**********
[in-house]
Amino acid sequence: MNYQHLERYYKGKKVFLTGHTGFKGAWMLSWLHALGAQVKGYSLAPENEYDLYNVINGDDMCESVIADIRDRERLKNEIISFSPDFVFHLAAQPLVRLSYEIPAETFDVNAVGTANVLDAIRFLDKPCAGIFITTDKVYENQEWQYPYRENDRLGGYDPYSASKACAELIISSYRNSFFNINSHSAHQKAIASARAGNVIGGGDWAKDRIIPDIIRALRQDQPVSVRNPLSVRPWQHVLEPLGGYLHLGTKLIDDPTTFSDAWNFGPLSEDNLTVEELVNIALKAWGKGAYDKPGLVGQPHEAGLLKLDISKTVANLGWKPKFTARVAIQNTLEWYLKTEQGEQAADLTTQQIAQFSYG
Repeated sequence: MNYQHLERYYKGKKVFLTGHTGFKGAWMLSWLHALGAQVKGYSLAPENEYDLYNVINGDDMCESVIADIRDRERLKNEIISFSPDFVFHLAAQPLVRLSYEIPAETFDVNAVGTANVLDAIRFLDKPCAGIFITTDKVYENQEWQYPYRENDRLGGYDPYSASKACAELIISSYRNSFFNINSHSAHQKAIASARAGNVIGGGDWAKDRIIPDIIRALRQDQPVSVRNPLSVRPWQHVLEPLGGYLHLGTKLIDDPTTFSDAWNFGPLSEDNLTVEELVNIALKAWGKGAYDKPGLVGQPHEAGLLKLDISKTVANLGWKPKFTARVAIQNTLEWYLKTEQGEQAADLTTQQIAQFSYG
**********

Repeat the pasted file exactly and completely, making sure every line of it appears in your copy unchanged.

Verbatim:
[in-house]
Amino acid sequence: MNYQHLERYYKGKKVFLTGHTGFKGAWMLSWLHALGAQVKGYSLAPENEYDLYNVINGDDMCESVIADIRDRERLKNEIISFSPDFVFHLAAQPLVRLSYEIPAETFDVNAVGTANVLDAIRFLDKPCAGIFITTDKVYENQEWQYPYRENDRLGGYDPYSASKACAELIISSYRNSFFNINSHSAHQKAIASARAGNVIGGGDWAKDRIIPDIIRALRQDQPVSVRNPLSVRPWQHVLEPLGGYLHLGTKLIDDPTTFSDAWNFGPLSEDNLTVEELVNIALKAWGKGAYDKPGLVGQPHEAGLLKLDISKTVANLGWKPKFTARVAIQNTLEWYLKTEQGEQAADLTTQQIAQFSYG
Repeated sequence: MNYQHLERYYKGKKVFLTGHTGFKGAWMLSWLHALGAQVKGYSLAPENEYDLYNVINGDDMCESVIADIRDRERLKNEIISFSPDFVFHLAAQPLVRLSYEIPAETFDVNAVGTANVLDAIRFLDKPCAGIFITTDKVYENQEWQYPYRENDRLGGYDPYSASKACAELIISSYRNSFFNINSHSAHQKAIASARAGNVIGGGDWAKDRIIPDIIRALRQDQPVSVRNPLSVRPWQHVLEPLGGYLHLGTKLIDDPTTFSDAWNFGPLSEDNLTVEELVNIALKAWGKGAYDKPGLVGQPHEAGLLKLDISKTVANLGWKPKFTARVAIQNTLEWYLKTEQGEQAADLTTQQIAQFSYG